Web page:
Latinos'intent to persist in Community College: a comparison between the experiences of first- and non-first generation Latino community college students in San Diego County, California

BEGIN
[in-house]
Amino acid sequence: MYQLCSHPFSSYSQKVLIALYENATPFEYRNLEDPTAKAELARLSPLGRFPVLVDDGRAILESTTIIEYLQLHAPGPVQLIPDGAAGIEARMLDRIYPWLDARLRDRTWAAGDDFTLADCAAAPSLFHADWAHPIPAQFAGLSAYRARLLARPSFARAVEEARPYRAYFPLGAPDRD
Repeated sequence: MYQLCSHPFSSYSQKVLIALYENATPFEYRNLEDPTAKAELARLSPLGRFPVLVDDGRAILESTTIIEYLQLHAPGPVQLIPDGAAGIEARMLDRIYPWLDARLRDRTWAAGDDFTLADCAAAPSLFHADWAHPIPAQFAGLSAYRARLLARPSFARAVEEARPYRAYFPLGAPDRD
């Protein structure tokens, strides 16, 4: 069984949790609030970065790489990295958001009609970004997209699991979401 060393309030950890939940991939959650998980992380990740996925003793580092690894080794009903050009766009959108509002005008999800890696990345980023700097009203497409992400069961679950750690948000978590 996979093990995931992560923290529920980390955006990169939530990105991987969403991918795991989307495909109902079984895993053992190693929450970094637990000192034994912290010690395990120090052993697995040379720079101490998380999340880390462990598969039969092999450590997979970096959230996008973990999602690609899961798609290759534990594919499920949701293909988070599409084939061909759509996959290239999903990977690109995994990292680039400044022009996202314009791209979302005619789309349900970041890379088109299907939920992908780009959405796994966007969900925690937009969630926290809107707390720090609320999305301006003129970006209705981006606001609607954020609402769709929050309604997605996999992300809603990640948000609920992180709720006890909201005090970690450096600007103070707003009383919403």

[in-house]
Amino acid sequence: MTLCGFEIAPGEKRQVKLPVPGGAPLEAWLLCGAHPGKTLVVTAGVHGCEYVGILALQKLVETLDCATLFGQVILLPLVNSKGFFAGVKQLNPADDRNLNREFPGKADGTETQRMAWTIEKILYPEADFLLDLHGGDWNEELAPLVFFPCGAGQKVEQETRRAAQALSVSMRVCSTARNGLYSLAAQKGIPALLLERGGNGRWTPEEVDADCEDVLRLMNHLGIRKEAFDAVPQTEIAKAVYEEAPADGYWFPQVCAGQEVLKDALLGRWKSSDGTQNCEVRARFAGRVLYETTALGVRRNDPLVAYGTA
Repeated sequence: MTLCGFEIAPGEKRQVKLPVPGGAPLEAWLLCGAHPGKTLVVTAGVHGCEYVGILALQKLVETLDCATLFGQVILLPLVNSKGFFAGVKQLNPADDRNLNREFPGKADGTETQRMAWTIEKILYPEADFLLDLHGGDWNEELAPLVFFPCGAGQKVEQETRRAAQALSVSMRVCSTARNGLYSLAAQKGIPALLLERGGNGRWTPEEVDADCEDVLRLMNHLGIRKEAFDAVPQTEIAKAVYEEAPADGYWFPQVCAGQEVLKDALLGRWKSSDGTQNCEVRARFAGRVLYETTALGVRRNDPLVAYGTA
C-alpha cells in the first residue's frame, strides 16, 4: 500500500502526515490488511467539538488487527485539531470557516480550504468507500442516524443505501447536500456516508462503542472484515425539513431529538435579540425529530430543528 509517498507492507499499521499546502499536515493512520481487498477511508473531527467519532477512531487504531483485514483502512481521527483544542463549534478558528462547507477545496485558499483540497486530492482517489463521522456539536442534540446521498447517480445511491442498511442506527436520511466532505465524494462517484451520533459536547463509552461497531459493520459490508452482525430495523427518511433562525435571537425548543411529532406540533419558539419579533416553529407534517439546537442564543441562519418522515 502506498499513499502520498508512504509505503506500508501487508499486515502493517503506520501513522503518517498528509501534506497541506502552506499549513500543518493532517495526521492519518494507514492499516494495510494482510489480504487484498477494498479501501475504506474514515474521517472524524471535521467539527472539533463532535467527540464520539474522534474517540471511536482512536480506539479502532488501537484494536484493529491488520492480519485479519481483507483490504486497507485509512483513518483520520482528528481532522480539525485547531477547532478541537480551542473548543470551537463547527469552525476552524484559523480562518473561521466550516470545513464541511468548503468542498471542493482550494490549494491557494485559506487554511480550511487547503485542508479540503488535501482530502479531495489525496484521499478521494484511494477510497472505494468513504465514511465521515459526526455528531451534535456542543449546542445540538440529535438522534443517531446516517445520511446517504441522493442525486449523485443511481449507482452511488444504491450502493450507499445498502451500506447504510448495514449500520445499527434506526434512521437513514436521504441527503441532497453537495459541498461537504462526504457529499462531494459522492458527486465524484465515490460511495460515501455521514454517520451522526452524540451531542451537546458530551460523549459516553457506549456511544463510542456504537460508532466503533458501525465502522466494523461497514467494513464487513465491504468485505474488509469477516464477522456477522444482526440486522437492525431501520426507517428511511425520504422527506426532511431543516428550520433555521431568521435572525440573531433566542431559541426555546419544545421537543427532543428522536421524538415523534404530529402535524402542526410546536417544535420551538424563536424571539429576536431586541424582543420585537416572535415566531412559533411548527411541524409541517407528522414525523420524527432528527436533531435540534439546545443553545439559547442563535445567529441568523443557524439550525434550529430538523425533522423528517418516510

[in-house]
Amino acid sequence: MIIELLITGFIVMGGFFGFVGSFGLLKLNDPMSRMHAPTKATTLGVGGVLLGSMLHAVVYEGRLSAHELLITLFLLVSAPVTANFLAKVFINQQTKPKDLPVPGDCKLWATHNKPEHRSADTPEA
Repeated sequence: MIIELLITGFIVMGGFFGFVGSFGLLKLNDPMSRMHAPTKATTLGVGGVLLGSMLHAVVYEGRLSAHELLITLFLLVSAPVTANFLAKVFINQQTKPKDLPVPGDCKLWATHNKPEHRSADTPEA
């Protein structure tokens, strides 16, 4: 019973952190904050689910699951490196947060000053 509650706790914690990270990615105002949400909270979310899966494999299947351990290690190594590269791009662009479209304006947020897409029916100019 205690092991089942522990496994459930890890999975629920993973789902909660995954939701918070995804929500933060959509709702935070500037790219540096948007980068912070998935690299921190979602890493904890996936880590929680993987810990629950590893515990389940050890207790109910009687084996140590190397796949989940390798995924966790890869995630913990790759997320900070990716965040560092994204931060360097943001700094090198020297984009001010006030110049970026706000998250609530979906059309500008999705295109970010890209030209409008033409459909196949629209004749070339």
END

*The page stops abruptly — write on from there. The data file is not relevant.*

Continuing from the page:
This master’s thesis answers the question how the intent to persist is formed for first-‐generation Latino community college students and how this differs from non-‐first-‐generation Latino community college students in San Diego. This is vital, since Latinos in the United States have the lowest percentage of graduates and first-‐generation Latino students have an even lower persistence rate than non-‐first-‐generation Latino students (Reyes and Nora 2012). I have created statements about Latino student persistence, which aided me to conduct semi-‐structured interviews with first-‐ and non-‐first-‐generation Latino students at Southwestern Community College. I conclude that students from both groups have formed a strong desire to succeed in college prior to college and that this desire has been reinforced on campus. The only difference is that the first-‐generation students have less time available to study or be involved in college than non-‐first-‐generation Latino students, because of their financial worries. Though, the non-‐first-‐generation students, who also struggled financially, had just as little time available as the first-‐generation students. While Reyes and Nora argue for more comparative research between first-‐ and non-‐first-‐generation students, this thesis concludes that more meaningful results can be found, when the students are instead differentiated by their social statuses.
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